Background: Investigating complaints concerning end-of-life (EoL) care is a necessary step for improving the quality of life at its final stage. Objective: We aimed to classify and quantify the aspects of EoL care that require improvement by analyzing caregivers' feedback on the care their relatives received before death. Design: A survey of primary family caregivers of deceased patients. Setting/Subjects: Relatives of decedents were recruited through two geriatric medical centers and from persons contacted for other studies, who reported losing a relative. Face-to-face interviews of 70 relatives of the deceased were conducted. The participants' mean age was 64, 68.6% were female, and most (57%) were born in Israel. Regarding relationship to the deceased, 74.3% were sons/daughters, 24.3% were spouses, and one (1.4%) was a cousin. Measures: Responses to the question "Is there something in the health system or the behavior of the doctors/nurses that you would recommend changing?" were analyzed qualitatively. Results: 82.9% of participants had complaints about the care received. Within this, 62.9% related to provision of services, 51.4% to communication, 27.1% to system issues, 15.7% to institutional issues, and 10.0% to staffing issues. Qualitative analysis revealed potential causal relationships between these EoL issues. We therefore propose a theoretical model involving the distal factors of system, institution, and staff that impact the proximal factors of provision of services and communication. Conclusion: The new model has the potential to clarify directions in research, quality assessment, and intervention regarding end-of-life care.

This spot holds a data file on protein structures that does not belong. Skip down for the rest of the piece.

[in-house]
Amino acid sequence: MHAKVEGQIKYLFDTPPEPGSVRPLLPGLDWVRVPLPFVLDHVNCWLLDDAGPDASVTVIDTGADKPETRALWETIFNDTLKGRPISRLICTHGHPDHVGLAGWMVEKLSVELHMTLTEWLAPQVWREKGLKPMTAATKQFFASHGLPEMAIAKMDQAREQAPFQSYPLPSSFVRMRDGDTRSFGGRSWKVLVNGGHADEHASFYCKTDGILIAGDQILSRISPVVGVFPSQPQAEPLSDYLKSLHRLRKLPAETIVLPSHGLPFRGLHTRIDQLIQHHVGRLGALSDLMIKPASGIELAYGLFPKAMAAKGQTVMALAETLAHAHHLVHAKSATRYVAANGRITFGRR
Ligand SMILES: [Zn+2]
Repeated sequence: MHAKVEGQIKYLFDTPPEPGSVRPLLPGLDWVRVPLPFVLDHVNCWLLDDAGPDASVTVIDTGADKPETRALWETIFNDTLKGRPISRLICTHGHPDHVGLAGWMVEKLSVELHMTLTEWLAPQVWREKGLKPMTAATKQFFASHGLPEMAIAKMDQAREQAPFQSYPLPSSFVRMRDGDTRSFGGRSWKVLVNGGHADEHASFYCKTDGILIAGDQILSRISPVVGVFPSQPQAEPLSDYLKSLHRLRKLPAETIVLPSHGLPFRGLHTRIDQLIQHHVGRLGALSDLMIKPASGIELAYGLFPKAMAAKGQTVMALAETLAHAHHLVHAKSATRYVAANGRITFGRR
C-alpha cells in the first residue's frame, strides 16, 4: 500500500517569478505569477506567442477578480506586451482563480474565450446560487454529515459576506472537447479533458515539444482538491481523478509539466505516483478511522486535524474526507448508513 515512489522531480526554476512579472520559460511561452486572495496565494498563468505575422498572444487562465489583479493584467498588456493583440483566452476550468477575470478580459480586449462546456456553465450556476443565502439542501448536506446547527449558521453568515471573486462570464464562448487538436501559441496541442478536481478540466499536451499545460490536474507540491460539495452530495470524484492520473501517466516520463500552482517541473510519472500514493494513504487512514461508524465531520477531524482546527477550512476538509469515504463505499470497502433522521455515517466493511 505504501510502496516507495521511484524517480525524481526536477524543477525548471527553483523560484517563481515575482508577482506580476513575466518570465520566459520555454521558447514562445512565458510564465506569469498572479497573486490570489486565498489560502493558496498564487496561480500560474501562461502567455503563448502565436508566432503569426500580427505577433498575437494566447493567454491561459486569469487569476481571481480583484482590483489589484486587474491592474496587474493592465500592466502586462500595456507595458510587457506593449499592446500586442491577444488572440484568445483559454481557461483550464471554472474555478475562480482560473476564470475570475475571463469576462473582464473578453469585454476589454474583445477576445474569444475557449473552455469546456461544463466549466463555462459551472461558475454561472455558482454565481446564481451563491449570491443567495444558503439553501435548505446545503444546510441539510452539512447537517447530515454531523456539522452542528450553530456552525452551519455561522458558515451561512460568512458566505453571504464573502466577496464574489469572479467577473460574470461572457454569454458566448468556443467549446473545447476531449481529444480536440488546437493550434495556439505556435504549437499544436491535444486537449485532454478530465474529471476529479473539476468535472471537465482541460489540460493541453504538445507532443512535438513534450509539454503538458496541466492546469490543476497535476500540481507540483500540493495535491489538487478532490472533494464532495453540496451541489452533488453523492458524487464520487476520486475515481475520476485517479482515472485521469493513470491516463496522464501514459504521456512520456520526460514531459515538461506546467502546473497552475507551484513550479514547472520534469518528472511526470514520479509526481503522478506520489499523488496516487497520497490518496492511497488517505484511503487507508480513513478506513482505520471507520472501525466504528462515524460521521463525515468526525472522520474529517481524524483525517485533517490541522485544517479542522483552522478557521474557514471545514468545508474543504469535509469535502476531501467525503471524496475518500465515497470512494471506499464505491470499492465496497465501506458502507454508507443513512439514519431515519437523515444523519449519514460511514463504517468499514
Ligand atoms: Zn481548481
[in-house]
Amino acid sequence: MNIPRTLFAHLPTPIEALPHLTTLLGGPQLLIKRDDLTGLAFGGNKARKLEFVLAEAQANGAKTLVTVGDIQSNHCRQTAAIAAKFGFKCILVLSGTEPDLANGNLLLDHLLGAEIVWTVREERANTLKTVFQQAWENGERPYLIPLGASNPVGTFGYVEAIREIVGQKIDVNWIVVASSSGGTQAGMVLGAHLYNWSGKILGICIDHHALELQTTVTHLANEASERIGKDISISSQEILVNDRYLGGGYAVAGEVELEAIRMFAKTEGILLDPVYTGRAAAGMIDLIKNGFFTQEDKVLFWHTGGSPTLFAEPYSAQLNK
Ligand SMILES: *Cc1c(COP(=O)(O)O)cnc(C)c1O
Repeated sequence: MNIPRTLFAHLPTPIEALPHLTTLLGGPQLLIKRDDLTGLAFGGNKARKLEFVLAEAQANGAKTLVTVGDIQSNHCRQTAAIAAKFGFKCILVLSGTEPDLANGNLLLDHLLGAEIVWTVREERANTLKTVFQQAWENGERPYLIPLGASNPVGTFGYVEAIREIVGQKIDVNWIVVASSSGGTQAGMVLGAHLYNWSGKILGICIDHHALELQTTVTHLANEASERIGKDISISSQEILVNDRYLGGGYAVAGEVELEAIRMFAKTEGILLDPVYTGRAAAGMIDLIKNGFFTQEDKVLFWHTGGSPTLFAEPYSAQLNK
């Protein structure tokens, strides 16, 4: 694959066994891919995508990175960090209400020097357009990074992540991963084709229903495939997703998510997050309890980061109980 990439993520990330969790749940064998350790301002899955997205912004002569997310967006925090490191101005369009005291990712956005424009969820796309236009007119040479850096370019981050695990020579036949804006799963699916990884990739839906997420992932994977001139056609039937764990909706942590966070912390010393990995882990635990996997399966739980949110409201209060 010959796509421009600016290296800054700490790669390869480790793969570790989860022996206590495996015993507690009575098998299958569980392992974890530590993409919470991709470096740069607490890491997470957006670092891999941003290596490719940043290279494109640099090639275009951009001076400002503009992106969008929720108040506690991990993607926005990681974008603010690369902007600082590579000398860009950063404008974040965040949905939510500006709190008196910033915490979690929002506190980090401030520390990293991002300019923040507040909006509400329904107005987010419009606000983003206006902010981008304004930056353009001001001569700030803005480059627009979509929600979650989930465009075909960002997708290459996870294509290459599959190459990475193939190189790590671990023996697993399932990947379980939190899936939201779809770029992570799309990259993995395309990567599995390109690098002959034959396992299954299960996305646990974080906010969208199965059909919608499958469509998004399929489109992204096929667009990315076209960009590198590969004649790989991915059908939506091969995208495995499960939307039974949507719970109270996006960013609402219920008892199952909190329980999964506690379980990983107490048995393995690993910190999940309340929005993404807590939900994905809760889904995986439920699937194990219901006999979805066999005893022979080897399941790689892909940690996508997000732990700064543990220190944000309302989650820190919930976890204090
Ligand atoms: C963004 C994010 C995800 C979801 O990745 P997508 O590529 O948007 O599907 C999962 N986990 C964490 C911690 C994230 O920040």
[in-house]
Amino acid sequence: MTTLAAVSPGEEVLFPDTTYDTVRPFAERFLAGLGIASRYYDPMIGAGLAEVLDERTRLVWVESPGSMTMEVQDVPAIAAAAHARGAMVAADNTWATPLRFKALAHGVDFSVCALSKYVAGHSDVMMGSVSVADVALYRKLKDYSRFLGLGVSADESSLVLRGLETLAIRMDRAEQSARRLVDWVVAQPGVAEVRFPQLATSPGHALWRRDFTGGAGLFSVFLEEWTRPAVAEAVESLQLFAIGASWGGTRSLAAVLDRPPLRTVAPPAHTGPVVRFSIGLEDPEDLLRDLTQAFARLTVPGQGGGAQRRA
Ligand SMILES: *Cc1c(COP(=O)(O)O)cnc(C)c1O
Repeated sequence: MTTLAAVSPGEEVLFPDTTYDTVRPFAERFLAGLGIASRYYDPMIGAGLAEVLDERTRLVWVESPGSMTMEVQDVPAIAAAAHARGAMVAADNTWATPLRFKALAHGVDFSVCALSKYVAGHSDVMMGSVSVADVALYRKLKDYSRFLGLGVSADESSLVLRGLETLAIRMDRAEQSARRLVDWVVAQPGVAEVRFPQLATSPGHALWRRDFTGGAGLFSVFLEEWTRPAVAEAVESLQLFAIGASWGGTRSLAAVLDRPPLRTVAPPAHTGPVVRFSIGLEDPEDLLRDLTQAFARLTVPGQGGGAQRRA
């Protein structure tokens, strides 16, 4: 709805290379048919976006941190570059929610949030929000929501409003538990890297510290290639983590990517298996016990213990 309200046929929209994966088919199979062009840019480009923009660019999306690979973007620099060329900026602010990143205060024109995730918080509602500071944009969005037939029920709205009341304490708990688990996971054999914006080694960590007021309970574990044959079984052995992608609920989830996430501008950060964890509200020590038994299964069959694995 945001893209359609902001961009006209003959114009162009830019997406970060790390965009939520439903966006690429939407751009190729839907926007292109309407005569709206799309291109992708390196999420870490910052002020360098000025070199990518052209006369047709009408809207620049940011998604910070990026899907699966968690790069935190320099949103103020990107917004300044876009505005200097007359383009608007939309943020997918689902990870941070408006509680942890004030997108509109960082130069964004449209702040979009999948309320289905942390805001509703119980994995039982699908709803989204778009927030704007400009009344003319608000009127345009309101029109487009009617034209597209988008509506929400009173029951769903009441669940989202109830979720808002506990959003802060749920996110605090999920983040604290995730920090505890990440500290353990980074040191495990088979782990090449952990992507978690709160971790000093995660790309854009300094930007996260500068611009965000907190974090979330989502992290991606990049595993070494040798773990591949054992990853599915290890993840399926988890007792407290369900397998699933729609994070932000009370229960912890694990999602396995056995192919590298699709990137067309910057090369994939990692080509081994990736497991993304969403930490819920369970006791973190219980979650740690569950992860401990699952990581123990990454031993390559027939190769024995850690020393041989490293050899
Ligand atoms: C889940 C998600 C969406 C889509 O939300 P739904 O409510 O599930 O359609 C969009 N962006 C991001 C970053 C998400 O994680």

- end of life
- family members